Young Writers Society

Home » Literary works » Other » Dramatic


significant ramblings

by rosette


A/N: I don't consider this a poem or a story; I'm not sure what to consider it, tbh. Any ideas on how to make it fit more into a specific structure would be appreciated. 


Note: You are not logged in, but you can still leave a comment or review. Before it shows up, a moderator will need to approve your comment (this is only a safeguard against spambots). Leave your email if you would like to be notified when your message is approved.







Is this a review?


  

Comments



User avatar
23 Reviews


Points: 3908
Reviews: 23

Donate
Sun Mar 31, 2019 2:45 am
View Likes
paperforest wrote a review...



Hey there! I really like this. I'm not sure what to say about it just yet, but I like it! On the subject of what this is, you could just call it a prose poem and leave it at that. I don't know a ton about them, but I'd say that's what this is, because there's no reason I can see to change it to arbitrarily fit a more poetic format/style, but it's also not quite a story in the usual sense - the closest thing I can find to a climax is the very last line. But now I'm thinking about the whole comedy vs tragedy thread you've set up, and I don't know if this is on purpose or just a neat coincidence, but I actually think that you could say that it's formatted like a joke, with a setup and a punchline.

The setup gives us some things to think about and foreshadows a little (with the thread of looking for x and kollin's breakup and the "live life like we're supposed to" line), and then the very last line, though in no way funny, works effectively like the punchline does in a joke. It connects the dots that the setup gave us in an unexpected way, and it punches you in the gut not only by making the setup make more sense, but by expanding the story to fit into the larger world.

So many people have lost friends or family to cancer, it's something that the reader automatically knows about and understands and possibly feels on a very personal level. It's really effective. Almost so effective that you want to be careful about making your reader feel emotionally manipulated, because you've dropped this bombshell and then left them with it, but I think that the rest of the story has enough things of its own to say that it's ok. It might not be ok for a reader who's read more cancer stories or just doesn't like being emotionally manipulated (I have to say that I'm usually pretty bad at noticing it, but I also don't mind when it's in stories that aren't pushing an agenda or anything), but I don't know, so I'm going to say that it's fine.

As for specific things that bothered me, the very first bit made me feel pretty overwhelmed by having to figure out who northrop frye is and what was meant by the comedy and spring metaphor (what makes spring like life and comedy? spring is life because plants and animals are waking up again, and life is comedy because? because people are funny?). I think I get the gist of it, but it's a bit of a hard way to start because not only is it confusing, but it's not even your words! I like how it ties in again at the end, but maybe you could start by easing us in with the classroom and the concrete details and thoughts. I have to say that I love the finding x thread and the little detail of kollin's dirty fingernails and especially the line "find x like we're supposed to and live life like we're supposed to". Or maybe there's a clearer way to explain the comedy bit. You could also make the comedy vs tragedy thought thread a bit stronger, I think, because it's a pretty important setup to the very last line of the piece, but it's only mentioned once at the very start.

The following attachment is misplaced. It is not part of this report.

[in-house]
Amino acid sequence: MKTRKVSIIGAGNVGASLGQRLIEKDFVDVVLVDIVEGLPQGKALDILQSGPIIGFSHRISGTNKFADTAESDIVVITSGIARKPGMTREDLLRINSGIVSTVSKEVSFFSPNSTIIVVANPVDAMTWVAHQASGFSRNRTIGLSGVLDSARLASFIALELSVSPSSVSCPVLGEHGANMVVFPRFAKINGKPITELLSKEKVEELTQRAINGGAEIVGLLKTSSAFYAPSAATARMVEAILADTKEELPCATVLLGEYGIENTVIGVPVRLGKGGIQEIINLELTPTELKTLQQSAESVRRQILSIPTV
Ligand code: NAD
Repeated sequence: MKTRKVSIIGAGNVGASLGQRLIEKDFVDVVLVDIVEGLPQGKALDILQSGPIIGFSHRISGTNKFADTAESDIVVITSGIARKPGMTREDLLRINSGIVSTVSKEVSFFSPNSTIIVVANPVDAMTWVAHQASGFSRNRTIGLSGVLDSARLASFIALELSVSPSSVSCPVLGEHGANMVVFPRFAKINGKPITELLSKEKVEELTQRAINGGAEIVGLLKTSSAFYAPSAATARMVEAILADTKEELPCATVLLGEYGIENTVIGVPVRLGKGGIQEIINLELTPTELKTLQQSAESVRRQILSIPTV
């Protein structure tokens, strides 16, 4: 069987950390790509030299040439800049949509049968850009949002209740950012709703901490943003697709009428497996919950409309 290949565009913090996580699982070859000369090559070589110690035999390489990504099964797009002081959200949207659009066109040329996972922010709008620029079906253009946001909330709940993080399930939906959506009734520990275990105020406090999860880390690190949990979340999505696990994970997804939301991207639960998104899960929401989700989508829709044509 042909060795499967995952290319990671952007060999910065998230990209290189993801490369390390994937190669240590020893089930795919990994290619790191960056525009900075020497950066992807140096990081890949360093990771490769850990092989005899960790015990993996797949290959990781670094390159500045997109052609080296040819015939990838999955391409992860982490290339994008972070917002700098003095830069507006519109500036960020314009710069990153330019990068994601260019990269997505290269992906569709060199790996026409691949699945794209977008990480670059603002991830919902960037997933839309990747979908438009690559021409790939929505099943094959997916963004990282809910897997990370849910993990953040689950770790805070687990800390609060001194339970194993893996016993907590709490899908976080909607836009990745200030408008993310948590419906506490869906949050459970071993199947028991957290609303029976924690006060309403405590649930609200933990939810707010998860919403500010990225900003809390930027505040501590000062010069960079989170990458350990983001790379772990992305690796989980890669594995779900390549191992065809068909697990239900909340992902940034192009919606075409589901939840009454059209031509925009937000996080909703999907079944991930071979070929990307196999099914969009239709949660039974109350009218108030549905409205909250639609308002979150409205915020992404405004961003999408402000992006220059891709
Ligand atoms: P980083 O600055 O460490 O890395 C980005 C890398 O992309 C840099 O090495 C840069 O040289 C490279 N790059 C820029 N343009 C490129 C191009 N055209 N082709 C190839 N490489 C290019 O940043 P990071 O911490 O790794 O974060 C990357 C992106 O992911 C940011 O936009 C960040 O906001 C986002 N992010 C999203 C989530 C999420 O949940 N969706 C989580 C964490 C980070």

Also the waldo bit seemed to come a bit out of the blue, although I realize that it's in that train-of-thought/stream-of-consciousness style so it's not wrong, it just felt a bit extraneous when you're already looking for x. Or maybe it's actually working really well to bridge that jump between a lost x to a lost person to a dying mother. I don't know. I like it but it felt random but it's also really good, so, um, maybe it's just that there's other semi-random things that are extraneous (like kaitlyn, and northrop frye) and could be simplified to make it feel less tangled. Unless that's an intentional effect because I think I'd be feeling the same way in that situation and it even says in the last line that the narrator is trying to thinks of anything but their mother's diagnosis.

Ok, overall I really liked this piece! Although, as you can see, I'm very conflicted over how it could be improved. :) I really enjoyed reading and reviewing this, and I hope I've said something helpful!




User avatar
122 Reviews


Points: 264
Reviews: 122

Donate
Sun Mar 31, 2019 12:46 am
Anma wrote a review...



Hello!

Hmmmmm, that's a hard one but I would most likely think it would be a poem.

It seems more poem then short story specially because of the emotion from it. As well as the way its explained isn't really in a story telling way.

Well I mean a little bit but hard to decide!
I do think its in a art category though sooooo if that helps.

Also there is a few punctuation errors and everything. I'm not sure if you want it to be professionally written but if you do make sure to capitalize! :)

Anyway this is great!

Keep up the good work!

Sincerely Anma




rosette says...


Thanks, Anma! No, I didn't want it to look professionally written - kind of more like the rambles of a person's thoughts. Somehow, capitalization didn't feel right. It was an experiment for me, since I usually like my grammar/punctuation to be perfect. :]




But what about second breakfast?
— Peregrin Took